Journal Logo

BASIC SCIENCES: Integrative Physiology & Exercise

Control of Oxygen Uptake during Exercise


Author Information
Medicine & Science in Sports & Exercise: March 2008 - Volume 40 - Issue 3 - p 462-474
doi: 10.1249/MSS.0b013e31815ef29b
  • Free


As distinct from the steady state of oxygen uptake (V˙O2) that may be achieved during exercise, the dynamic transition of V˙O2 (V˙O2 kinetics), initiated at exercise onset, provides a unique window into understanding metabolic control. One major and contentious issue that has intrigued physiologists and exercise scientists for decades concerns whether, in healthy individuals, the speed of V˙O2 kinetics at the onset of exercise is limited by muscle O2 delivery or, rather, some rate limitation of the oxidative machinery itself (16,22,23,40,45,84). Resolution of this issue is essential to understanding metabolic control in health, and also for defining the mechanistic bases for the impaired (slowed) V˙O2 kinetics found in patient populations. Specifically, prevalent chronic diseases such as heart failure and diabetes may incur slowed V˙O2 kinetics, which, at a given V˙O2, mandates generation of an increased O2 deficit and exacerbates perturbations of the intramuscular milieu: that is, ↓[phosphocreatine, PCr], ↑[ADP]free, ↑[Pi] (70). These changes are associated with a reduced exercise capacity, and it is possible that a greater understanding of the causes of slowed V˙O2 kinetics in such patients will facilitate development of therapeutic strategies to reverse this problem and improve exercise tolerance and patients' quality of life.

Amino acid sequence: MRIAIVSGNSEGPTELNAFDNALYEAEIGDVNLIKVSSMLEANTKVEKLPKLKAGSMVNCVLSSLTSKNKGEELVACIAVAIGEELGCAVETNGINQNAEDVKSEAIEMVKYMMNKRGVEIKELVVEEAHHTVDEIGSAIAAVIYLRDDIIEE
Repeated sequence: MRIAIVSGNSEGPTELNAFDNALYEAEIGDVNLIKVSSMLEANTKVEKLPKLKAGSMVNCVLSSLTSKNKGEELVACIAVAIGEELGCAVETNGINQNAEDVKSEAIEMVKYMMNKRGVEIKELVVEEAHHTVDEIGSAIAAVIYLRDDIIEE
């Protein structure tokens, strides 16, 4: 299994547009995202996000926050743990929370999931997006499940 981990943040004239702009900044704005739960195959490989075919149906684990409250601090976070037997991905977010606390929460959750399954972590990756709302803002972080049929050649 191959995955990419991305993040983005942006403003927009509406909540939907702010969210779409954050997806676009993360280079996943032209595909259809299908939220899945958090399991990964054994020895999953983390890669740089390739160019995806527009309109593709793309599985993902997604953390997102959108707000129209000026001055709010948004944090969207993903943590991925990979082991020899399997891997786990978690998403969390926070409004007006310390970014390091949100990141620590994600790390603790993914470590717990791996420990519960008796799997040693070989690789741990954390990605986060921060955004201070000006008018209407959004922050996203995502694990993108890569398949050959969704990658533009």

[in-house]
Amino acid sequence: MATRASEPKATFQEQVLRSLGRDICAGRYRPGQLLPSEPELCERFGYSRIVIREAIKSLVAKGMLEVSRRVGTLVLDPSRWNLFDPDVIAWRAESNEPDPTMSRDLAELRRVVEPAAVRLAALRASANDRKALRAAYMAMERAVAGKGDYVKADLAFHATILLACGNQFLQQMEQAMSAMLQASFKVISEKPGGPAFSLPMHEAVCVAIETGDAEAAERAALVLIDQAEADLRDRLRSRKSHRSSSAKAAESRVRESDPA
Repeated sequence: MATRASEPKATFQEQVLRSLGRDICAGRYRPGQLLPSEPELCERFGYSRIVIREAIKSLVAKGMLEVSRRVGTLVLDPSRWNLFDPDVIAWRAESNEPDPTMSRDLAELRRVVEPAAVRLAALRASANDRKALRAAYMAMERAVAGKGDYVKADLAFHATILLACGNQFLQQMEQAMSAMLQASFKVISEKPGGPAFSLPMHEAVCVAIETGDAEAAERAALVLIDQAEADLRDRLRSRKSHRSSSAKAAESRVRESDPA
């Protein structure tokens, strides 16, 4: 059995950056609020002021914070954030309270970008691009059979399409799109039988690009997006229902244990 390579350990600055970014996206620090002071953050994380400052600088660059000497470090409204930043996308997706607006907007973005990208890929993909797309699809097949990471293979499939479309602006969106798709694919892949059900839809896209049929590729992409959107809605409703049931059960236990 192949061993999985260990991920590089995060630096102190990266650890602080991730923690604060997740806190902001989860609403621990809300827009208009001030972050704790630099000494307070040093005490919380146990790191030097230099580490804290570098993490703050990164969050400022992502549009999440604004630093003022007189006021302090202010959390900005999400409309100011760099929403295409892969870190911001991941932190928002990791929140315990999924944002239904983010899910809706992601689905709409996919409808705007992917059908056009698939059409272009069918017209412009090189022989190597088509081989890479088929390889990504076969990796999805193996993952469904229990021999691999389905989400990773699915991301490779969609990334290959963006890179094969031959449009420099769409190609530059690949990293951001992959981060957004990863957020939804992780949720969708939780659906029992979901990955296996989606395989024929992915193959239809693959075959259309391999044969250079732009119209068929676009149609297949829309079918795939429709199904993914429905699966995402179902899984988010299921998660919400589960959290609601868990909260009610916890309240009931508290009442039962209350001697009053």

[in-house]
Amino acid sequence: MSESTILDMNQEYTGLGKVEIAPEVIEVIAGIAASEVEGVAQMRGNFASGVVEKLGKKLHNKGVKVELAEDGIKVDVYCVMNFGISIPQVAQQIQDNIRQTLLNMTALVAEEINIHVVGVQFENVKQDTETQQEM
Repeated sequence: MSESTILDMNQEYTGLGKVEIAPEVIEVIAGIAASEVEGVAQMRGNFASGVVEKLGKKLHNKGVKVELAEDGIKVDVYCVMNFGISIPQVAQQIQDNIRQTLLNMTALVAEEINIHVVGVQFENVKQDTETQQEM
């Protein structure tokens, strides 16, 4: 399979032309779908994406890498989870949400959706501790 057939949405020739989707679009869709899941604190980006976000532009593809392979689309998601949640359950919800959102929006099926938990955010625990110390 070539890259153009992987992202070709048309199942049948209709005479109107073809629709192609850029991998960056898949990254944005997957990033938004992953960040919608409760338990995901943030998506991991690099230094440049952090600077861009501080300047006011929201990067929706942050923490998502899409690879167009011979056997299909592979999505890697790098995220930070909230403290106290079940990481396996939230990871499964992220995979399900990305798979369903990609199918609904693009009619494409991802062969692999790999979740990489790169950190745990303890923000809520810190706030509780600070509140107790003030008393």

There is a substantial body of scientific literature that has examined the site of V˙O2 kinetics limitation during moderate-intensity exercise, and the reader is referred to the excellent reviews by Whipp and Mahler (85), Hughson and colleagues (45), Hughson (40), Grassi (22,23), and Delp (16). In brief, proponents of the O2-delivery limitation theory point out that there is biochemical evidence for O2 adjusting the phosphorylation and redox potentials needed to drive oxidative metabolism (38,91,92). Furthermore, they cite studies demonstrating that the rate of rise to a given V˙O2 (i.e., V˙O2 kinetics) is slowed when muscle O2 delivery is impaired by 1) inspired hypoxia (i.e., reduced arterial O2 content (18)), 2) supine posture (41), 3) β-adrenergic receptor blockade (39), 4) transition from prior exercise (42), and 5) diseases that impair cardiovascular dynamics and pulmonary function (70,71). In contrast, proponents of the "oxidative enzyme inertia" hypothesis base their position on the following observations: 1) most studies demonstrate that muscle O2-delivery kinetics (assessed from muscle arterial inflows or cardiovascular dynamics) are appreciably faster than V˙O2 kinetics (16), and it is difficult to envisage a faster process limiting a slower one. 2) It is possible to alter V˙O2 and cardiovascular kinetics independently (95). Specifically, prior one-legged exercise speeds cardiac output and V˙O2 kinetics during a second bout with the same leg. In contrast, when the other leg performs the second exercise bout, V˙O2 kinetics are not speeded, even though cardiac output kinetics are faster in comparison with control values. 3) For moderate-intensity exercise, neither increased arterial O2 content (62) nor muscle O2 availability (24,25) speed V˙O2 kinetics, and even in the heavy/severe-intensity domains their O2 dependence may be very modest or absent (22,86). 4) The temporal correspondence between PCr and V˙O2 kinetics and their monoexponential profile support a phosphate-linked control of mitochondrial energetics (70,77). 5) Reductions in nitric oxide inhibition of mitochondrial function by L-NAME speed V˙O2 kinetics, even in the face of a potentially reduced muscle O2 delivery (50,54). 6) In muscles with a preponderance of slow-twitch fibers, microvascular oxygenation does not fall immediately or precipitously at the onset of contractions; instead, it decreases exponentially to the steady state following a 10- to 20-s delay or even exhibits a slight increase (5,6,65).